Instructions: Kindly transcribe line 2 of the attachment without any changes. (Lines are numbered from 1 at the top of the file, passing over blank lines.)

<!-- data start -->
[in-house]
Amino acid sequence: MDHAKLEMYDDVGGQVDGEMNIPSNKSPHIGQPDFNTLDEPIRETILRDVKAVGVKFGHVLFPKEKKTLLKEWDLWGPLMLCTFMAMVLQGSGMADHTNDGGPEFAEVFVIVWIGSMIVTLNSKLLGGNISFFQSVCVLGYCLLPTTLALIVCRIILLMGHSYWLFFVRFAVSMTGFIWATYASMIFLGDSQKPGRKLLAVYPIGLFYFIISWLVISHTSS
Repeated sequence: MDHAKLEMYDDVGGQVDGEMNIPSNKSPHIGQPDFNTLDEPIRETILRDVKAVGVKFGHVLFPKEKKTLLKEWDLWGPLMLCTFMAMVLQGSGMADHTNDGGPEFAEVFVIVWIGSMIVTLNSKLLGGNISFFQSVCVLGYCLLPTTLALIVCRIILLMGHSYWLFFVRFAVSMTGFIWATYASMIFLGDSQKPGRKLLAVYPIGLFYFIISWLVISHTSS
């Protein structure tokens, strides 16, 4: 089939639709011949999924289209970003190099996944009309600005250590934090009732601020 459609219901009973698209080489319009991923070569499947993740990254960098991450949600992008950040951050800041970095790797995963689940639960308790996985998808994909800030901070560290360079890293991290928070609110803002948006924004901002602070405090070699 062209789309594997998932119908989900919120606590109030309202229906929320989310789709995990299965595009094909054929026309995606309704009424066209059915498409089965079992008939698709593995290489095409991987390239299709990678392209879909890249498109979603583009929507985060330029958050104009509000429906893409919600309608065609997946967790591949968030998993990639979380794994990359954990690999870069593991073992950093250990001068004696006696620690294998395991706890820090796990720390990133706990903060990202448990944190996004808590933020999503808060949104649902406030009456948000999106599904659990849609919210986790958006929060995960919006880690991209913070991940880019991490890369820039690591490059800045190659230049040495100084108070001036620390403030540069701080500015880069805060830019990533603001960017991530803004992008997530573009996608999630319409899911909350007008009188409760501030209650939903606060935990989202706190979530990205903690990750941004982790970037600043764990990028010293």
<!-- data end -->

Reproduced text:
Amino acid sequence: MDHAKLEMYDDVGGQVDGEMNIPSNKSPHIGQPDFNTLDEPIRETILRDVKAVGVKFGHVLFPKEKKTLLKEWDLWGPLMLCTFMAMVLQGSGMADHTNDGGPEFAEVFVIVWIGSMIVTLNSKLLGGNISFFQSVCVLGYCLLPTTLALIVCRIILLMGHSYWLFFVRFAVSMTGFIWATYASMIFLGDSQKPGRKLLAVYPIGLFYFIISWLVISHTSS